This makes me rethink heading south for retirement.
Nursing shortage hits critical stage in Florida
By Nancy McVicar
Help wanted: 8,400 registered nurses for jobs in Florida hospitals. But for now, there is little help in sight.
A new survey by the Florida Hospital Association shows the state's hospital nursing shortage worsened in the past year. Last year's 11 percent job vacancy rate has burgeoned to 15.6 percent, the FHA found.
In South Florida, the vacancy rate was even higher: 15.7 percent.
"A 15.6 vacancy rate is very serious," said Cathy Allman, the FHA's vice president for nursing and health care professions. "If we can't do something about it, it's going to become a public health issue. There won't be enough nurses to take care of patients in hospitals or nursing homes."
The FHA survey is taken yearly to track nursing vacancies, turnover rates, length of time it takes to fill a job opening, and areas of most critical need. About half the state's hospitals of all sizes and in all areas participated, Allman said. The 8,400 vacancies is the highest since 1988-89, she said.
The results show that many of the disturbing trends in the profession for the past several years are accelerating. Allman said the findings, released Friday, can be used by hospitals, legislators, nursing groups and others working to recruit and retain nurses and entice more young people to enter the field.
"It's taking an average of 90 days to fill a position, and in the meantime hospitals have to fill in for the nurse who is leaving," said Diane Horner, dean of the University of Miami School of Nursing. "The price tag for recruitment and orientation can run to $30,000, so clearly it's in everybody's best interest that nurses don't leave."
The overall shortages are the highest in a dozen years and are not expected to get better anytime soon. As Baby Boomers age and Florida's population increases, Allman said, 34,000 more nurses will be needed in the state by 2006.
In one category, the survey showed critical-care nursing vacancies were cited by 43 percent of hospitals as severe, and the shortage in pediatric critical care had leaped from 7.1 percent last year to 17.1 percent.
Despite the compelling need, however, fewer people are entering Florida nursing schools, the survey showed.
Enrollment dropped by more than 1,000 students from the 1998-99 school year, when 7,820 enrolled, to 6,674 in the 1999-2000 school year. Nationally the nursing school enrollment rate fell 20 percent in the past five years, the FHA said.
At the same time, the nursing work force is aging. The average age of nurses is 46 to 48, the FHA reported.
"That means they are going to be thinking about retiring," Allman said.
About 78 percent of the 171,000 licensed RNs in the state are working, with less than 60 percent of nurses in Florida working in hospitals, the survey showed. Increasing numbers are shifting to other settings such as ambulatory-care centers, nursing homes, home health, public health agencies and desk jobs in managed care.
Because of the shortage in hospitals, nurses often are called upon to work overtime, said Willa Fuller, a registered nurse and spokeswoman for the Florida Nurses Association.
"In some places you have nurses who are overworked, units that are closing, and some services that may not be available," said Fuller, who was not surprised by the findings.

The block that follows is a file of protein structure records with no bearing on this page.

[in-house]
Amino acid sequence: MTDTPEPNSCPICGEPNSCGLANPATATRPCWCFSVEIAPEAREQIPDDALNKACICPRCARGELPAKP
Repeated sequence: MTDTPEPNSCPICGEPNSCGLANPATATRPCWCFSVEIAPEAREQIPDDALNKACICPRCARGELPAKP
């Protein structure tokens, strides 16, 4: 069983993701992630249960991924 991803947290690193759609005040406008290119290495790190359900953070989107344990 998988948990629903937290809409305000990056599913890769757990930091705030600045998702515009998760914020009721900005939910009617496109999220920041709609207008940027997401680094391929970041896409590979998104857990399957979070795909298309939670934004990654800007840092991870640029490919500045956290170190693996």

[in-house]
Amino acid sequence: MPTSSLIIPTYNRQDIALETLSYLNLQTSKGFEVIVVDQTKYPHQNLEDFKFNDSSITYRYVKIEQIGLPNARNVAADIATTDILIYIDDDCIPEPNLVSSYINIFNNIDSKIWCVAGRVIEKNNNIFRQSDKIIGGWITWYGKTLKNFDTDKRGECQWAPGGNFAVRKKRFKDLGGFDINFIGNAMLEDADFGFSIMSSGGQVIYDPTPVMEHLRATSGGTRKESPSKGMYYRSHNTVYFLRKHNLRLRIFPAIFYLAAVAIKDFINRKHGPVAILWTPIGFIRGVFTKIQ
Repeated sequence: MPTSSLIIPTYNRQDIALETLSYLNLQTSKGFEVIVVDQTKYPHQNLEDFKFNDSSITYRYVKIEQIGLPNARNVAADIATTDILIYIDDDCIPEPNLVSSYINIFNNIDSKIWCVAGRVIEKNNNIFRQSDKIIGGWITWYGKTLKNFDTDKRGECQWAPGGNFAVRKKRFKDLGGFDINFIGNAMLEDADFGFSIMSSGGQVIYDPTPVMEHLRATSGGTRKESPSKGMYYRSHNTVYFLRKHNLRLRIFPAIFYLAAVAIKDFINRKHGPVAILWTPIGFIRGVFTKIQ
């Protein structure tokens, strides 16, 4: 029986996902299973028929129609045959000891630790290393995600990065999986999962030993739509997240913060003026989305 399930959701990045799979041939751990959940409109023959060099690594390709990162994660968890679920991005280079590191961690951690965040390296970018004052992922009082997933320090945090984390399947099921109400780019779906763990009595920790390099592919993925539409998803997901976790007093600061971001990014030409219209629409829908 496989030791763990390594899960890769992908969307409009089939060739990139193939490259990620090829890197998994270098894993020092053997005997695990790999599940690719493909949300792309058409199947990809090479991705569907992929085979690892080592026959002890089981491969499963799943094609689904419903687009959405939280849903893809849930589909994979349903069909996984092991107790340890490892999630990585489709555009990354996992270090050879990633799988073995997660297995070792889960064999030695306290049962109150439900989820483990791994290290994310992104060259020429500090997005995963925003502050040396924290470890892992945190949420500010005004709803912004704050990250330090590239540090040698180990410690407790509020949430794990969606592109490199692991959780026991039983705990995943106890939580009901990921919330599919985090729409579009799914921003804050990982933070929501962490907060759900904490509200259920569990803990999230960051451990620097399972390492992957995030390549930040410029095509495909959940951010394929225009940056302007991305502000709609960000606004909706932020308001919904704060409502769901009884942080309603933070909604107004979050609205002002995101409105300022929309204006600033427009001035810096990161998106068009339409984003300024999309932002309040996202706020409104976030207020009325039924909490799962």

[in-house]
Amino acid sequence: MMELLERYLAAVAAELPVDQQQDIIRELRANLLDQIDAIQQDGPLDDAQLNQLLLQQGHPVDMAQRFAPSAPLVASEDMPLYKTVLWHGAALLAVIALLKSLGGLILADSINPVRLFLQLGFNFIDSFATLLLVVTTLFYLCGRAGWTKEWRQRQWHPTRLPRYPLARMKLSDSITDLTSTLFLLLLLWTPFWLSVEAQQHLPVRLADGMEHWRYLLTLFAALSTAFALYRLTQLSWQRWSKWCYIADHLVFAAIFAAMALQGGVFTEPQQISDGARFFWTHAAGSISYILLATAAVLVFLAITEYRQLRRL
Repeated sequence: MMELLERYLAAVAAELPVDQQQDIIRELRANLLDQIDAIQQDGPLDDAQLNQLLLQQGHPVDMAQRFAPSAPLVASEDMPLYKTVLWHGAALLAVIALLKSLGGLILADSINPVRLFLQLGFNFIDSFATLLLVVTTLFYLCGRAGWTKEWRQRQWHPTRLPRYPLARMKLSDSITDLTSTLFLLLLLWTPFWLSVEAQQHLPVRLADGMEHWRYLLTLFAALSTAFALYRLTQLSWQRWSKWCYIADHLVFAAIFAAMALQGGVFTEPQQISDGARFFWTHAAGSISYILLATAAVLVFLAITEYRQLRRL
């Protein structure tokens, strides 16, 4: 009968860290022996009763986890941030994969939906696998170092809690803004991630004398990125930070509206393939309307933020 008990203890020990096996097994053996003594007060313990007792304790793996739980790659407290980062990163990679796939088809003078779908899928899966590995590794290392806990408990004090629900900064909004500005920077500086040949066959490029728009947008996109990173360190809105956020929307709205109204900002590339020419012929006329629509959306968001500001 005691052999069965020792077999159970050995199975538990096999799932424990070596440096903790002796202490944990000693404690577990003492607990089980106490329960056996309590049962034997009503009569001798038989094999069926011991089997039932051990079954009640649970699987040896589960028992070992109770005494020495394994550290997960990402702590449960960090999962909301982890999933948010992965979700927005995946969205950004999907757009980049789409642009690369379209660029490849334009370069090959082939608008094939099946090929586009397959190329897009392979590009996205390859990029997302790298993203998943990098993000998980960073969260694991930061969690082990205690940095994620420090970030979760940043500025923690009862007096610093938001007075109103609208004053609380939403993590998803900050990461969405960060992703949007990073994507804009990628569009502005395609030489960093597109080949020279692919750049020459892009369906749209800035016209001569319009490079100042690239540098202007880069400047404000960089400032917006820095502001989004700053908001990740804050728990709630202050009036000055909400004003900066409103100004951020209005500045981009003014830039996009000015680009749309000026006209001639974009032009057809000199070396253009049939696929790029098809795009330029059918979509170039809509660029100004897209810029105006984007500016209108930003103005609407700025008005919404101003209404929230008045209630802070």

Hospitals' minimum starting pay for registered nurses has grown from $12.22 an hour in 1993 to $14.96 in 2001, and maximum starting pay during that period has increased from $14.60 to $18.76, but non-hospital nursing jobs
sometimes offer higher pay and better hours, Fuller said.
When hospitals have to fill the openings, Fuller added, they often turn to temporary help from nursing agencies.
"While the average salary for the nurse on the floor is $15 or $16 an hour, it is costing the hospital $50 or $60 an hour for the agency nurse. The nurse isn't getting all of that. Some of it goes to the agency, but the agency nurse is making more than the nurse on the floor."
The added costs are exacerbating a depressed financial situation for hospitals already squeezed by low reimbursements from managed-care health plans and cuts in Medicare in recent years.
The FHA survey showed Florida's nursing shortage outpacing the national average, which is 9.7 percent. Horner, who also heads the South Florida Nursing Workforce Coalition formed by area hospitals to develop strategies to recruit and retain nurses, attributes that to the state's demographics.
"We have a lot of elderly people in Florida, and also a high incidence of diseases such as tuberculosis, HIV-AIDS, and cancer. All of those things are very nurse intensive, so we have a lot of health needs that are particularly urgent in South Florida," Horner said.
Hospitals are using several strategies to hold onto their nurses, said Nora Triola, assistant administrator for patient care at Broward General Medical Center in Fort Lauderdale and chief nursing officer.
Broward General offers flexible schedules, bonuses, training programs for advancement into critical-care nursing, labor and delivery and the operating room, and other incentives to stay with the hospital, she said.
"It's very important for nurses to feel at the end of the day or the end of the week that they have made somebody's life better in a very positive way. It's a tremendously giving profession and if we can create the kind of environment where they can do that, they will stay," Triola said.
Jul 7, '01
Last edit by Huganurse on Jun 30, '02